I only need to figure out how to really review a book. Well, then: form. The Festival of Earthly Delights is, eh hem, an epistolary novel (look it up) written by the protagonist, one Boyd Darrow, to the enigmatic Hap, whose identity you’ll eventually figure out. Boyd and his girlfriend-who-is-pretending-to-be-his-wife, Ulla, are young American expats in the imaginary Asian country of Puchai, where they both hold jobs in education, just as good Americans abroad often do, though Ulla is on the professional side of things.
What I really hate about writing book reviews is plot summary, so I’m going to skip it. The novel is a comedic novel. Epistolary and comedic. You’d be right if you guessed that there’s going to be all kinds of trouble, ranging from whacky food-tasting rituals to toilet humor (in one episode, I almost thought to myself, Enough, Matt! But, then, with further consideration, I thought, Well done, Matt! Well done!), from language mishaps to your usual foreign escapades involving drugs and whorehouses. Drugs and whorehouses are common, right? Boyd Darrow is utterly likeable, and we go wherever he goes willingly. He’s not an idiot. He’s not annoying. He’s just a young American abroad. Who lives with a girl named Ulla. In my opinion, one should always beware of women with names like Ulla. Generally speaking, women with the following names should be avoided: Ulla, Pippa, and Joss. Use your own discretion with Zoey.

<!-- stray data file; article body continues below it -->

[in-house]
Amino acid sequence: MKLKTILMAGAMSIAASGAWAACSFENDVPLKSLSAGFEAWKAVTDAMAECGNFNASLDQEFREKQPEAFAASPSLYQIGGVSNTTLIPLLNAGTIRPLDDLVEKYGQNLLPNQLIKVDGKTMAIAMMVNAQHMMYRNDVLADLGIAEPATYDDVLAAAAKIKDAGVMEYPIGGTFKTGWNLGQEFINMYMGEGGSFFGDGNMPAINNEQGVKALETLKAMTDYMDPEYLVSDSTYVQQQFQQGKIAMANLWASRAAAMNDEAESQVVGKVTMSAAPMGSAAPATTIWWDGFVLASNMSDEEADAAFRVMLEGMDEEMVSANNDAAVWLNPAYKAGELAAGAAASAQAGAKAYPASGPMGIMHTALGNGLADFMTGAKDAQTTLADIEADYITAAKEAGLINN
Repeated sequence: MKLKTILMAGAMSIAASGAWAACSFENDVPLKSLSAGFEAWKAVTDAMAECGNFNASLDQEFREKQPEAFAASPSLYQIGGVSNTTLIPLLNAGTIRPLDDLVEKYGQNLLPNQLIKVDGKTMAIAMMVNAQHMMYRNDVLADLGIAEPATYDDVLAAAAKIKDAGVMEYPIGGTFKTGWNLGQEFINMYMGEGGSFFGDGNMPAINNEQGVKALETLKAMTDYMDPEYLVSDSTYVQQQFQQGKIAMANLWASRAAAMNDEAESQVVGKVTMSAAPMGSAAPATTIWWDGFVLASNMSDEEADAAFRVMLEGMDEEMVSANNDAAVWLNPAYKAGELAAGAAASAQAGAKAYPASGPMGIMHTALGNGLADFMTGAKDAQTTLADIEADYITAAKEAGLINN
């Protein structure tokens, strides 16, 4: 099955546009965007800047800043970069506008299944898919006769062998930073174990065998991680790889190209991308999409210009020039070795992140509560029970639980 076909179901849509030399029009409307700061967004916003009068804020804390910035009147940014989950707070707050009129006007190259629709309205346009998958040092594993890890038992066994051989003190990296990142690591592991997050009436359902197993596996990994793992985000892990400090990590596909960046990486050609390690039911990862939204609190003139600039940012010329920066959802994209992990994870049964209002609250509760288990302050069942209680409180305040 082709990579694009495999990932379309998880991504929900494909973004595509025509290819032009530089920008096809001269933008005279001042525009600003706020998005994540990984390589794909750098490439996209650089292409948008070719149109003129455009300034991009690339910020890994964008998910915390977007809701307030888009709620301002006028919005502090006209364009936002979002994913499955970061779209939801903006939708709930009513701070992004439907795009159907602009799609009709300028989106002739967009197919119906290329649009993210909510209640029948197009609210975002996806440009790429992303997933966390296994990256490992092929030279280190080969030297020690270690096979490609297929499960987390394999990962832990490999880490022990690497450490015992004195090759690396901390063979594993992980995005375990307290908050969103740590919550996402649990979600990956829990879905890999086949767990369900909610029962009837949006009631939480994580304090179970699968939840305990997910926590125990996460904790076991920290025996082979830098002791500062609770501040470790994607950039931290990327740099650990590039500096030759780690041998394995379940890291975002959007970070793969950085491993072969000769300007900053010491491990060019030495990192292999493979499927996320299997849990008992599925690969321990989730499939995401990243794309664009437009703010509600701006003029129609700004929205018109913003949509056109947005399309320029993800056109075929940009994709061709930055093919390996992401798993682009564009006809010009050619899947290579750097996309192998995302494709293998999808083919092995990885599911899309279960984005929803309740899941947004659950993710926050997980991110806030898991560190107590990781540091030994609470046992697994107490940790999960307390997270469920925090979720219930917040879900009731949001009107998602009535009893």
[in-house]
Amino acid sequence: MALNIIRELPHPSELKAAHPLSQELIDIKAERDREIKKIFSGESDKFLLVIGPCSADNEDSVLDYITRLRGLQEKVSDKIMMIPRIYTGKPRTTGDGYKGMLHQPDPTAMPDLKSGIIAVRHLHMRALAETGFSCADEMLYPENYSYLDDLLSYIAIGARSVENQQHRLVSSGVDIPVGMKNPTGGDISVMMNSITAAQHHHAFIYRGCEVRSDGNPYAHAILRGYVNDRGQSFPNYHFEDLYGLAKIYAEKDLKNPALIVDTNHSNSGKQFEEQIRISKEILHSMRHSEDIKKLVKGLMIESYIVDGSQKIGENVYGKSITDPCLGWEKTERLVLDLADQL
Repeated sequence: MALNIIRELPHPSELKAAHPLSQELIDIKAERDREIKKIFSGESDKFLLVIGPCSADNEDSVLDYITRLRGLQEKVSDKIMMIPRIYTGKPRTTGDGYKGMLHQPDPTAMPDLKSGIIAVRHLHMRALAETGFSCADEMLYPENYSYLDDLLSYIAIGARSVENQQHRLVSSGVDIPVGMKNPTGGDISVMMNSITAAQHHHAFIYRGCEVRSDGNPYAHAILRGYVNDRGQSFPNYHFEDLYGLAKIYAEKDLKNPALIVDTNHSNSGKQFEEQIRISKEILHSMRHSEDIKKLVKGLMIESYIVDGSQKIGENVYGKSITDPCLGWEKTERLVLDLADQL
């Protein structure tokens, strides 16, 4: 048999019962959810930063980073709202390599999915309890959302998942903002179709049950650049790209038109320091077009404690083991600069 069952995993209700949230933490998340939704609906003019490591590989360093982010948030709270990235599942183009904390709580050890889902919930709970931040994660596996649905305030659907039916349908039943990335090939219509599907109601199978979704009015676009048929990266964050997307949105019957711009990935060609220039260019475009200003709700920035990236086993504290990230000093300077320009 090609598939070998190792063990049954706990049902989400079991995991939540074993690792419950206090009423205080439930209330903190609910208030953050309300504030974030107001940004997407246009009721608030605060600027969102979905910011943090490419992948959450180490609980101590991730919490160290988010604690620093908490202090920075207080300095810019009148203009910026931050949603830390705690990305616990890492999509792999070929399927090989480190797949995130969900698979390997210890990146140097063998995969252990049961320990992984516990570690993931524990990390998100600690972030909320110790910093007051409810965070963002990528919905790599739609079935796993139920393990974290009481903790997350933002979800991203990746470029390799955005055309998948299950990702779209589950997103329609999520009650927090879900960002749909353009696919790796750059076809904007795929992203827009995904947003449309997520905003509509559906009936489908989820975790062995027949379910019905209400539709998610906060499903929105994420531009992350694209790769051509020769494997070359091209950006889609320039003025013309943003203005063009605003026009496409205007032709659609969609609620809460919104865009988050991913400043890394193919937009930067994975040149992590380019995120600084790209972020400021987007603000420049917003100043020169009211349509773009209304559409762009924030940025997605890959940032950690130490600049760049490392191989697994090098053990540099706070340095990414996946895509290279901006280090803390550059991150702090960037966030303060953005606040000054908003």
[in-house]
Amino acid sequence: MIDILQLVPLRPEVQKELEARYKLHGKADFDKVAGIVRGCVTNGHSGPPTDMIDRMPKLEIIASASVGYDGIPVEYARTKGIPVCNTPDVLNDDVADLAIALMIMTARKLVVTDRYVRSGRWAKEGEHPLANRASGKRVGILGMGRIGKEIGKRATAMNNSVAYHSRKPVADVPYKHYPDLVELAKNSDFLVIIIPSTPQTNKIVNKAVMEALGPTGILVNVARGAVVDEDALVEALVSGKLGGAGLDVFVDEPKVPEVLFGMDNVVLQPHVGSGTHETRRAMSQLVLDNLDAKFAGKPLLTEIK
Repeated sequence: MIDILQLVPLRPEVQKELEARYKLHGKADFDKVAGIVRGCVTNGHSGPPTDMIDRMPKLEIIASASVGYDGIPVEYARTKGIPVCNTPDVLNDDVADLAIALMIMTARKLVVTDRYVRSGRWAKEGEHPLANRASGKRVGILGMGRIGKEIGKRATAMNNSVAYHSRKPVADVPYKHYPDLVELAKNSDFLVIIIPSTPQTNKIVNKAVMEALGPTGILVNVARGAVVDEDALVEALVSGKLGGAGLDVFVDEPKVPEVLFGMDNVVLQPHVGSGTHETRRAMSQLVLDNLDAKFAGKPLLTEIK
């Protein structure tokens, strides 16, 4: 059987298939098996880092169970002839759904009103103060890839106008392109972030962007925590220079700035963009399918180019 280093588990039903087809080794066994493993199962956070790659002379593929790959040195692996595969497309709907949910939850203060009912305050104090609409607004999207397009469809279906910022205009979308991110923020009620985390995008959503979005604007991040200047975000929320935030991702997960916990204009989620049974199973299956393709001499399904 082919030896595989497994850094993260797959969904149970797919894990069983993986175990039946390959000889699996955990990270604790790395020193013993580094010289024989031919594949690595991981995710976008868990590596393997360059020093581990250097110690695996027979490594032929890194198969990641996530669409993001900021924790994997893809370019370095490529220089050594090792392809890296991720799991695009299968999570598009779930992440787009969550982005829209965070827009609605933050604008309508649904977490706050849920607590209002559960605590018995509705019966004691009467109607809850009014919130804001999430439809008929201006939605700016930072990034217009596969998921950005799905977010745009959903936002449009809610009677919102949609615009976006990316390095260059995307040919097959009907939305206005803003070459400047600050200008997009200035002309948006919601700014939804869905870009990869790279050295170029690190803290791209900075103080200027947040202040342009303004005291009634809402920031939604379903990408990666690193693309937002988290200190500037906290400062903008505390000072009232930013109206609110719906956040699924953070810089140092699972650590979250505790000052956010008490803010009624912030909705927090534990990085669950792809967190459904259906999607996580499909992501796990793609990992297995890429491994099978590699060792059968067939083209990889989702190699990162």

In the short time I’ve got here, I’m going to focus on two aspects of this book: its comedic status and its rendering of the American expat abroad (Lordy, I love talking about that one).
It’s a comedic novel! Which means, in brief, it’s funny! You know, we’ve got to be serious for a second, and think about what this means. The comedic thing can be problematic. A bit of a stigma. I can’t remember where it is exactly, but I know that somewhere my own Love Slave is labeled comedic.